The decision by GMH last week to cease production in South Australia by 2017 is a reminder that bold leadership and new partnerships are needed if we want to transform our economy to a more sustainable platform for innovation and growth.
Much of this transformation will be painful and success is not guaranteed. Our industries are being asked to transform in order to compete in our region. Their success is essential to the wider regional economic development of South Australia.
From the 1850’s to the 1970’s, the Holden story exemplified the growth and globalisation of South Australia from its agricultural origins, to a centre of advanced manufacturing embedded in a global supply chain based on technology, design and industry innovation.
The negative impact of this decision on South Australia’s economy is estimated to include a $900m contribution to Gross State Product, 9,500 jobs and around $53 million per year in state taxation. Experience shows that local policies may be able to slow, but not stop the decline of jobs in manufacturing. Efforts to support local manufacturing are essential, but global forces are strong and we must continue to diversify our economy.
We must choose to create a demand-driven economy in South Australia that builds global networks.
Evidence from cities around the world that have succeded in this transformation share three things in common;
decisive, consistent and reforming leadership across political cycles
an active and engaged private sector working together
open and deep engagement with communities to ‘win support for change’
Most importantly, our political, business and community leaders have to find new forums to work more closely together. The Committee for Adelaide has come together for this purpose.
So what can we do to give ourselves the best chance at making this difficult period of transition productive?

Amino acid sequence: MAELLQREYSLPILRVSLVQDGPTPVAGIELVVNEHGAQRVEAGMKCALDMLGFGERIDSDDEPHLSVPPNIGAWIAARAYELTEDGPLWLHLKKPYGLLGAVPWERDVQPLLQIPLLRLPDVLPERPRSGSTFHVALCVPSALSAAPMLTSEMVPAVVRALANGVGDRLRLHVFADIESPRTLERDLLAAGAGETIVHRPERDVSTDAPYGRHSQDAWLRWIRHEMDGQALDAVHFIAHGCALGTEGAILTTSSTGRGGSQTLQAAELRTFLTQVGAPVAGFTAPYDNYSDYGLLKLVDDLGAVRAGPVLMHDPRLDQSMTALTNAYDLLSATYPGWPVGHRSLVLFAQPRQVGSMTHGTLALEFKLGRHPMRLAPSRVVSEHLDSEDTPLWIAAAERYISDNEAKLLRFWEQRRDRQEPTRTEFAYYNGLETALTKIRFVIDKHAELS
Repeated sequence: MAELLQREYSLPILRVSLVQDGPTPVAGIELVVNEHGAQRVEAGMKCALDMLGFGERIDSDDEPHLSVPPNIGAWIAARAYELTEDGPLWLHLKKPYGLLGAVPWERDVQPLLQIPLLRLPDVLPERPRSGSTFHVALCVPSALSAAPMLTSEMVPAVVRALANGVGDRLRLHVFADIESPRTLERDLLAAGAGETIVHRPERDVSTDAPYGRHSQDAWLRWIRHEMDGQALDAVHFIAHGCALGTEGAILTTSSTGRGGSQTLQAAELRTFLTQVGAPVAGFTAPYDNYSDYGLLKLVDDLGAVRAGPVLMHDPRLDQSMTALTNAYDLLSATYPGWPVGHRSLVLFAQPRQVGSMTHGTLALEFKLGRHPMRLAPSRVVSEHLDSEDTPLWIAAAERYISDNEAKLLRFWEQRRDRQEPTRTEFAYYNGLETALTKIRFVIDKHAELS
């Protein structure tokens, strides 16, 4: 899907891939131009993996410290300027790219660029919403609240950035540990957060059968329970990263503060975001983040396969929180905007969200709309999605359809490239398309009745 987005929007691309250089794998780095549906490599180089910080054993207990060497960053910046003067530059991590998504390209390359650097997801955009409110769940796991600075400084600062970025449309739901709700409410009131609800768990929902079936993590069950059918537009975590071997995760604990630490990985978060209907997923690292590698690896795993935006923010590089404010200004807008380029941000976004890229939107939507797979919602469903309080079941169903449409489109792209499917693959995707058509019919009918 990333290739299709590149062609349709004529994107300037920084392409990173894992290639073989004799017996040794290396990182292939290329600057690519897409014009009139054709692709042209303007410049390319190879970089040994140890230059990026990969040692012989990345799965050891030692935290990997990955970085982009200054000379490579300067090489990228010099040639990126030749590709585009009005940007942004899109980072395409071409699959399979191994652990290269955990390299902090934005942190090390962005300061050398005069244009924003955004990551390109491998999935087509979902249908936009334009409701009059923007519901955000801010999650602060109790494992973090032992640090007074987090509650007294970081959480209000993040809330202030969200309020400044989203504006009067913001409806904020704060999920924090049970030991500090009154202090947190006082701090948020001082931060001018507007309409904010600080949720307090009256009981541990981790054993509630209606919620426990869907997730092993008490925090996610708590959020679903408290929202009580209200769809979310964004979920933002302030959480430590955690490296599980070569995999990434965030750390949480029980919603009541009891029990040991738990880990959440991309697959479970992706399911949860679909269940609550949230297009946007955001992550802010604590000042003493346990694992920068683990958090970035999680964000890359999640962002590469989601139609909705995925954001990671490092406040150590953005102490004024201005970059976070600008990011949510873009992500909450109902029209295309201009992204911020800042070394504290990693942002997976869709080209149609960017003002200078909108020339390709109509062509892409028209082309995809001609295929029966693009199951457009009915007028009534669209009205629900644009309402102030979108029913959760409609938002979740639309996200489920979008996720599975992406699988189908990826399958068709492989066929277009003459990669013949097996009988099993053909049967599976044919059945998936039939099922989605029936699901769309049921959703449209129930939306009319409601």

1. Call together national, state and local government, private sector and not for profit groups, professional peak bodies and local communities to jointly develop real options for economic development based on industry innovation, workforce retraining, regional export strategies, and infrastructure renewal.
2. Strengthen initiatives that support businesses to innovate and create new value for export markets. This may include expanding existing industry incentives to partner with researchers and designers to develop new products for market. Foster the transition from research to execution, investment and production.
3. Accelerate the development of partnerships and programs that support the transition of workers from automotive manufacturing to new growth sectors such as pre fabricated housing and smart construction, bio-health, value added mining and assistive technologies for an ageing population.
4. Boost the growth of new firms by making early stage financing more accessible, combined with better measurement and tracking of micro enterprise performance
5. Attract, re-train and retain skilled people already engaged in the digital economy and active in global networks. For more, see here
6. Attract growing public companies, family businesses and micro enterprise by tailoring support to the unique needs of this sector. For more, see here
7. Develop new ways to attract captial in order to finance the enterprise that fuels employment, and the infrastructure for a growing city. For more, see here
University of Adelaide, Australian Workplace Innovation and Social Research Centre, The Contribution of GMH Elizabeth Operations to the South Australian economy and the Potential Impacts of Closure updated assessment 2013
McKinsey, What makes a city great?